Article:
[R] Writing Excel (.xls) files on non-Windows OSs using Perl

Marc Schwartz marc_schwartz at comcast.net
Mon Jul 9 16:49:07 CEST 2007

On Mon, 2007-07-09 at 16:42 +0300, Hans-Peter wrote:
> Hi,
> 2007/7/8, Marc Schwartz <marc_schwartz at comcast.net>:
> > [snip]
> > There exists the xlsReadWrite package on CRAN by Hans-Peter Suter, which
> > is restricted to Windows, since it utilizes the non-FOSS MS Office API
> > to write the Excel formats.
> The non-FOSS API is not the problem(#) but its implementation is:
> The 3rd party library I use is written in Pascal and supports Delphi
> and Kylix. Kylix would allow to port the package to Linux but as Kylix
> has unfortunately been abandoned by CodeGear (Borland) I am not
> ready/interested to spend my time on this dead road. Though it
> probably could be done quickly.
> A much more interesting way is to port the package using FreePascal.
> --> I plan to do this since long but...
> --> Maybe someone fluent on Linux and FreePascal could have a look at
> the pascal header files (treetron.googlepages.com) and make the demos
> run on Linux..., that would be great and speed up an eventual
> xlsReadWrite port!

Thanks for the clarification.

However, I think that if you are going to pursue a cross-platform
solution, providing source code requiring compilation (as opposed to a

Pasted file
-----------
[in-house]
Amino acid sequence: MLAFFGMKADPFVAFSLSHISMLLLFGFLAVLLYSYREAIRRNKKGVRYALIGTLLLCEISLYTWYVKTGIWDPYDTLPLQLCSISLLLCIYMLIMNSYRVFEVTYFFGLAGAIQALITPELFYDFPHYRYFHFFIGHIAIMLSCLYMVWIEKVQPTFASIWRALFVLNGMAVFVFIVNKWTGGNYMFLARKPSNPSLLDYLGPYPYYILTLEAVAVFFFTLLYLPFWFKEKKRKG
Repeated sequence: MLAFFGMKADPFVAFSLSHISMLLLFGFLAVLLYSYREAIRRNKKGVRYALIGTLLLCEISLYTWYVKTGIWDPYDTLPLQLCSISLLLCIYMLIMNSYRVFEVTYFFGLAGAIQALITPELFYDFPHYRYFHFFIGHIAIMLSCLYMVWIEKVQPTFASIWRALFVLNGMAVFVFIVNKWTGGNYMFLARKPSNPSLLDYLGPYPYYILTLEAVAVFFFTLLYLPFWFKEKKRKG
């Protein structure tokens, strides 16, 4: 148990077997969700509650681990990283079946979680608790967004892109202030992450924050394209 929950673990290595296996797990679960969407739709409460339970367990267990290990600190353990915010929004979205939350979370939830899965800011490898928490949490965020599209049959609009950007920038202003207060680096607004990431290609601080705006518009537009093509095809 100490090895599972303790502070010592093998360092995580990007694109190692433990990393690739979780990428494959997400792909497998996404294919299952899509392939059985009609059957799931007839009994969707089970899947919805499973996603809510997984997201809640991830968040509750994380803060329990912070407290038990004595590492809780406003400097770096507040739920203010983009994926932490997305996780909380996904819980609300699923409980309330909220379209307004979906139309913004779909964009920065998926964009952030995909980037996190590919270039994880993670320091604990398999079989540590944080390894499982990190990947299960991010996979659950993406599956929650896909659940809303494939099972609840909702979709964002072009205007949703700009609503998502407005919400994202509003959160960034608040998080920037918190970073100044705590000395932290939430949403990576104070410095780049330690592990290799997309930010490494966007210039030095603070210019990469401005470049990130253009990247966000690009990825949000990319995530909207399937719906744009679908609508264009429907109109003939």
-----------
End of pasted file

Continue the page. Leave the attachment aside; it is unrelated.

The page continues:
pre-compiled Windows binary), you should consider what the installation
requirements for your package would then be.

If you are going to take the step of requiring a prospective end-user to
have a particular Pascal compiler in place, you may as well have the
requirement for a Perl interpreter and associated packages. Since Perl
is widely available and you are more likely to find Perl-fluent coders
as opposed to Pascal-fluent coders (eg. I have not used Pascal since the
late 80's), I would urge you to consider Perl as a future substrate for
your functions.

While compiled code will run faster than interpreted code, for these
types of file I/O functions, I am not sure that you lose much with Perl
from a performance standpoint and you certainly gain the eyes of a wider
audience with respect to use, debugging and enhancements.

To that end, you (or any other interested parties) are free to utilize
my code in any way you deem appropriate. I did not state this in my
original post, but I make the code available under GPL(v2), freeing you
from any restrictions in its use, including your "Pro" version, as long
as you make the source available in a fashion consistent with the GPL


Marc Schwartz

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